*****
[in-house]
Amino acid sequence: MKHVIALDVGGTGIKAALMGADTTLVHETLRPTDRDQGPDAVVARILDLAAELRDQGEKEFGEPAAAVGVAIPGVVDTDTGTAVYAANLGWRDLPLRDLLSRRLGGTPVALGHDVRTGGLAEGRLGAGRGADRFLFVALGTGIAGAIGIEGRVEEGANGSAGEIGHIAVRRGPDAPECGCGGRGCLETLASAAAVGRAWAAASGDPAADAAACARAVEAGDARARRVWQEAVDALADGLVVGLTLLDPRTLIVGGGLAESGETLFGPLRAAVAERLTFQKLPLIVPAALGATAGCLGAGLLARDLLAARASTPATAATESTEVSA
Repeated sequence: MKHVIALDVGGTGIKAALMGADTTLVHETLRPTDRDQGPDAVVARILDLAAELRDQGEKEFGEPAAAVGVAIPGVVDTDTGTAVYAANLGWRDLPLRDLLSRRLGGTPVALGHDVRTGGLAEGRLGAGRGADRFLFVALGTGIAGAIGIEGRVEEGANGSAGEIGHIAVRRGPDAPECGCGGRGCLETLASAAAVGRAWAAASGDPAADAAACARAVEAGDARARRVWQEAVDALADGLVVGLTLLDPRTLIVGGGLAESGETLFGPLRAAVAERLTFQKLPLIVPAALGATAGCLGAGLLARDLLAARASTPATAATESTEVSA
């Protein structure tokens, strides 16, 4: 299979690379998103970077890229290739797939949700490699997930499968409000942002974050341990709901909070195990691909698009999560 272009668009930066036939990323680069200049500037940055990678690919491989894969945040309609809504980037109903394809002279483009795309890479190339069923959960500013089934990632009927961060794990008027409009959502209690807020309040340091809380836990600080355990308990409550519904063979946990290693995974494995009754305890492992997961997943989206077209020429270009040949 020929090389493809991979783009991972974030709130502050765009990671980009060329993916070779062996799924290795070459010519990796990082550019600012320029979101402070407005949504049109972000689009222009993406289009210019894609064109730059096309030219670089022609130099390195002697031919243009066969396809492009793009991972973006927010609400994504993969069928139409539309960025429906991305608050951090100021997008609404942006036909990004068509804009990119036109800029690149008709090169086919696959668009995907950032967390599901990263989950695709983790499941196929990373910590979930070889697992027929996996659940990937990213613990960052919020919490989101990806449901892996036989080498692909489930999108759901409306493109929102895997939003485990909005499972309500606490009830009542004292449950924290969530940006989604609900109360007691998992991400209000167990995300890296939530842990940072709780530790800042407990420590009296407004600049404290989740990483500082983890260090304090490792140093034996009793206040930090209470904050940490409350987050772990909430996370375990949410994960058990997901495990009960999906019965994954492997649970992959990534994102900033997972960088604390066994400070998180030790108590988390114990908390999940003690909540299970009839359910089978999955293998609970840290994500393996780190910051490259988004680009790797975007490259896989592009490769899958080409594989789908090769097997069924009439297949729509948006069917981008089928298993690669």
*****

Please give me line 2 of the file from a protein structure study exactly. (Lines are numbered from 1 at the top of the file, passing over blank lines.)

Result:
Amino acid sequence: MKHVIALDVGGTGIKAALMGADTTLVHETLRPTDRDQGPDAVVARILDLAAELRDQGEKEFGEPAAAVGVAIPGVVDTDTGTAVYAANLGWRDLPLRDLLSRRLGGTPVALGHDVRTGGLAEGRLGAGRGADRFLFVALGTGIAGAIGIEGRVEEGANGSAGEIGHIAVRRGPDAPECGCGGRGCLETLASAAAVGRAWAAASGDPAADAAACARAVEAGDARARRVWQEAVDALADGLVVGLTLLDPRTLIVGGGLAESGETLFGPLRAAVAERLTFQKLPLIVPAALGATAGCLGAGLLARDLLAARASTPATAATESTEVSA